Darryl L. DePriest is the seventh presidentially appointed and Senate-confirmed Chief Counsel for the Office of Advocacy.
Prior to joining the Small Business Administration Office of...
Federal Register 74 Fed. 55694, October 28, 2009
Dear Associate Administrator Loddo:
The Office of Advocacy submits this comment letter to the U.S. Small Business Administration (SBA) in response to the above-referenced notice of proposed rulemaking.
Congress established the Office of Advocacy (Advocacy) under Pub. L. 94-305 to represent the views of small business before Federal agencies and Congress. Advocacy is an independent office within the Small Business Administration (SBA), so the views expressed by Advocacy do not necessarily reflect the views of the SBA or of the Administration. Section 612 of the Regulatory Flexibility Act (RFA) requires Advocacy to monitor agency compliance with the RFA, as amended by the Small Business Regulatory Enforcement Fairness Act.(1)The RFA requires agencies to analyze the economic impact of proposed regulations on small entities, and where there is likely to be a significant economic impact on a substantial number of small entities, to consider regulatory alternatives that will achieve the agency’s goal while minimizing the burden on these small entities.(2)
In addition, under Executive Order 13272 agencies are required to give every appropriate consideration to comments provided by Advocacy.(3)The agency must include, in any explanation or discussion accompanying the final rule’s publication in the Federal Register, the agency’s response to these written comments submitted by Advocacy on the proposed rule, unless the agency certifies that the public interest is not served by doing so.(4)
Since 1978, SBA has had a legislative requirement of trying to provide maximum practicable opportunity for socially and economically disadvantaged small business owners to participate in the performance of contracts let by any Federal agency.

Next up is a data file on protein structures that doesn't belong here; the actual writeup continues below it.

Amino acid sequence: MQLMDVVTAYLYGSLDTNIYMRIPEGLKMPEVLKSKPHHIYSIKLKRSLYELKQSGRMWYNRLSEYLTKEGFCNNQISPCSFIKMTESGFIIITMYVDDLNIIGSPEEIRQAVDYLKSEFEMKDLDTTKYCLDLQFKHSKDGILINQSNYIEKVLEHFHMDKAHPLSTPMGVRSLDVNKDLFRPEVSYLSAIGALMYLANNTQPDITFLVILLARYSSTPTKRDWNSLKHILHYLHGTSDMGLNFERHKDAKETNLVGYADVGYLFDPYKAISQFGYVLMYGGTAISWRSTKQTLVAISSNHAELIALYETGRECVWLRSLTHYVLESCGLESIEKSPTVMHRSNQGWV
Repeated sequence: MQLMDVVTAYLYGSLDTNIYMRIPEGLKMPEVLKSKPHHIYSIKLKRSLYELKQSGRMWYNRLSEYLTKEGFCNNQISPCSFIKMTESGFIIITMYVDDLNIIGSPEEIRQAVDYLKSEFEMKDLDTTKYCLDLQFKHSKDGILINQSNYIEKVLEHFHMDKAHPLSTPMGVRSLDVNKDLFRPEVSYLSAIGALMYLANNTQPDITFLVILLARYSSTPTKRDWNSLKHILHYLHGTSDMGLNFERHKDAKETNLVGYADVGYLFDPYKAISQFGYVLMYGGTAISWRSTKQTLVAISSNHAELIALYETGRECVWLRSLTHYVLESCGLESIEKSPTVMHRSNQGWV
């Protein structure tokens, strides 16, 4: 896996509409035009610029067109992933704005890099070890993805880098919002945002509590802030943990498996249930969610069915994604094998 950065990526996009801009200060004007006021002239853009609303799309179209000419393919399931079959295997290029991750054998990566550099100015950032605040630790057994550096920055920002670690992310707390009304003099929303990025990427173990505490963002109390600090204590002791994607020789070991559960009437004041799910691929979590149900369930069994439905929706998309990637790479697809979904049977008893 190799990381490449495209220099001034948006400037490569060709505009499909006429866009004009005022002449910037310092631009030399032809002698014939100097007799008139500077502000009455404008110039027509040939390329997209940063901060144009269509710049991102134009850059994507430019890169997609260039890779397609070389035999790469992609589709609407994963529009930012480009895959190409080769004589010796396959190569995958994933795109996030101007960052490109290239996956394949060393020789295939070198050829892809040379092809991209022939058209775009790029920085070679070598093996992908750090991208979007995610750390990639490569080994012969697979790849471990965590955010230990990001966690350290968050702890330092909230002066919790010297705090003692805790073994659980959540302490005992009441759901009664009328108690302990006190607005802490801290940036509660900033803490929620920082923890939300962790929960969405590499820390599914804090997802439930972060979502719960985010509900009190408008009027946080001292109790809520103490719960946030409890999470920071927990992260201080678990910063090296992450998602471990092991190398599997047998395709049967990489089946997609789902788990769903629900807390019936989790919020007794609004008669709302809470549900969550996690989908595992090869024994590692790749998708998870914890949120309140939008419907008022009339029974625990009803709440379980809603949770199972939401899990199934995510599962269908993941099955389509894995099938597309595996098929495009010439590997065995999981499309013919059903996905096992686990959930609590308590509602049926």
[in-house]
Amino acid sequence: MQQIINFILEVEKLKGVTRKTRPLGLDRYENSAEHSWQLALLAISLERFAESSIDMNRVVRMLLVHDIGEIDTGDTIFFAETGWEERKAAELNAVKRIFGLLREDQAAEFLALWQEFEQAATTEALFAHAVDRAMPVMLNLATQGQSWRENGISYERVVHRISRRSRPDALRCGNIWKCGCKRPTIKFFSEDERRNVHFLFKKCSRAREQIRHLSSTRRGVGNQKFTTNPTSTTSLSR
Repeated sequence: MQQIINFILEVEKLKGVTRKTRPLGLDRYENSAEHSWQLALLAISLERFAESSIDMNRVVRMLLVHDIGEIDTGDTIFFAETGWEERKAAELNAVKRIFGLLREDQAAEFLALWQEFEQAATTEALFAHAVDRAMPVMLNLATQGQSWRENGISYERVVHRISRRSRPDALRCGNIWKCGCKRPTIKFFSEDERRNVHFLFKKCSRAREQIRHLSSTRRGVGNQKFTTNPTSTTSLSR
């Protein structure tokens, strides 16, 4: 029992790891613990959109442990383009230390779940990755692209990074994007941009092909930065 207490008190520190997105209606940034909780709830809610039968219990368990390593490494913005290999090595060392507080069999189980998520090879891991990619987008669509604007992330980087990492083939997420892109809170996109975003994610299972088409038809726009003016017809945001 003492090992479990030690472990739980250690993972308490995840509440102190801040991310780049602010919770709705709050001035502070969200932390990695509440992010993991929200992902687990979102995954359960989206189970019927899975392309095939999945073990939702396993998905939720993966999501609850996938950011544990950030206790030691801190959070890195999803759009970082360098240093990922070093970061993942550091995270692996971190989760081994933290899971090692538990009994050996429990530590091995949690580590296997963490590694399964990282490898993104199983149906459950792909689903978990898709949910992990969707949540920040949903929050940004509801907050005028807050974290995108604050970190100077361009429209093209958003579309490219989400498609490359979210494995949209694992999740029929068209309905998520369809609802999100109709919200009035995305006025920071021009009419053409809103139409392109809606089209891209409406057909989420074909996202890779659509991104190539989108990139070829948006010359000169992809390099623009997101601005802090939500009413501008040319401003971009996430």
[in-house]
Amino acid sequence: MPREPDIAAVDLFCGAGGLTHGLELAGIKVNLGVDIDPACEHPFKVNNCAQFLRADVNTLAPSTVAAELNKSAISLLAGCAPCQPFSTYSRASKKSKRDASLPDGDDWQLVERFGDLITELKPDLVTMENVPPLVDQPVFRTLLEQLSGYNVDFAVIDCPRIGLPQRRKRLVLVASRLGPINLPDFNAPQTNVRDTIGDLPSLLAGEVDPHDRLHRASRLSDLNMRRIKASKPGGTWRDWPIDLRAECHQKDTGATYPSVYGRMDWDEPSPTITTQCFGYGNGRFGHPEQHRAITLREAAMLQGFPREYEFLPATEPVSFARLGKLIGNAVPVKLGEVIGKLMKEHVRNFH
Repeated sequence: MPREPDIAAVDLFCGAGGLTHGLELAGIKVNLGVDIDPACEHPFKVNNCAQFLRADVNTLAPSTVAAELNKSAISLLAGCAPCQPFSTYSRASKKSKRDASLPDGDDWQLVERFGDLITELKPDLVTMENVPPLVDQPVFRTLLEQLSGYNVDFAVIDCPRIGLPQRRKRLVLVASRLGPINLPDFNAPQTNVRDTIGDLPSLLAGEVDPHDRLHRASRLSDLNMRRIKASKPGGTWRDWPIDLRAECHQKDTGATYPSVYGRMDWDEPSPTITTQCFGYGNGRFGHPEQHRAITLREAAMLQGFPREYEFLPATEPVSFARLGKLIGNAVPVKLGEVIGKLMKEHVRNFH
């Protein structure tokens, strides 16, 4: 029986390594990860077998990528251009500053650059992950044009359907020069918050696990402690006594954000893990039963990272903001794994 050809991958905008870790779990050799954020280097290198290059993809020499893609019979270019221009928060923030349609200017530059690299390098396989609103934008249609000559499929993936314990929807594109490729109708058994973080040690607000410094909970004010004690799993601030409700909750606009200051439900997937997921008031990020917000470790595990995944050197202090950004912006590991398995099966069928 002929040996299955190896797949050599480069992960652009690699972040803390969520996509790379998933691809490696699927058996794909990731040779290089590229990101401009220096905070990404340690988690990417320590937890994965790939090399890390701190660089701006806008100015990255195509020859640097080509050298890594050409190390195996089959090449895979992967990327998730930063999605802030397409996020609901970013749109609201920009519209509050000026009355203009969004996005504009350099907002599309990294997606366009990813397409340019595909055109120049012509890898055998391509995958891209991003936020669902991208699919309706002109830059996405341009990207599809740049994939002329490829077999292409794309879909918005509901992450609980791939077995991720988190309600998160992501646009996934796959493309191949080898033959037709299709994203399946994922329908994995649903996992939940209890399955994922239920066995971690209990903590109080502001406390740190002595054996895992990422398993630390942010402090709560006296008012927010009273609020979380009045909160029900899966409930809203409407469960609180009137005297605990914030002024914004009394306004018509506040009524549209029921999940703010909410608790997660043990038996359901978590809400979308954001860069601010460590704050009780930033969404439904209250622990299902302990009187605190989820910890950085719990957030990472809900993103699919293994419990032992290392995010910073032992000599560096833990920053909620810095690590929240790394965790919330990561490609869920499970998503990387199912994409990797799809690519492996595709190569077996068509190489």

The Office of Advocacy commends SBA for attempting to provide some necessary regulatory revisions to its 8(a) and socially and economically disadvantaged business (SDB) programs. Attempting to move some of SBA’s internal practices regarding these programs to a regulatory framework is a good move for small businesses. It is also commendable that SBA, recognizing some of the cost burdens that 8(a) companies encounter with having to comply with SBA’s requirement of audited financial statements, is proposing to provide some companies with alternative compliance opportunities. The Office of Advocacy is pleased that SBA is proposing to exempt funds in Individual Retirement Accounts (IRA) from the calculation of net worth. Moreover, SBA should be applauded for its efforts to seek broad public input on this regulatory initiative by conducting regional public forums across the United States. The 8(a) program is one of the Federal government’s most recognized programs for small and disadvantaged business owners and because of the current legal challenges facing its survival, Advocacy would like to recommend that SBA publish the full transcripts of those hearings prior to finalization of the current proposed regulation.
The proposed regulation attempts for the first time to establish a residency requirement for 8(a) companies. The proposal if implemented would require the participant to spend part of every month physically present at his/her primary offices. Public Law 95-507 is the legal authority for the 8(a) program and it requires the participant to be a citizen of the United States. There is no legislative or regulatory history of the 8(a) program to support this residency provision. This residency requirement is more limiting than the SBA definition of business concern. According to 13 CFR section 121.105, SBA defines a business concern as an entity organized for profit, with a place of business located in the United States and which operates primarily within the United States.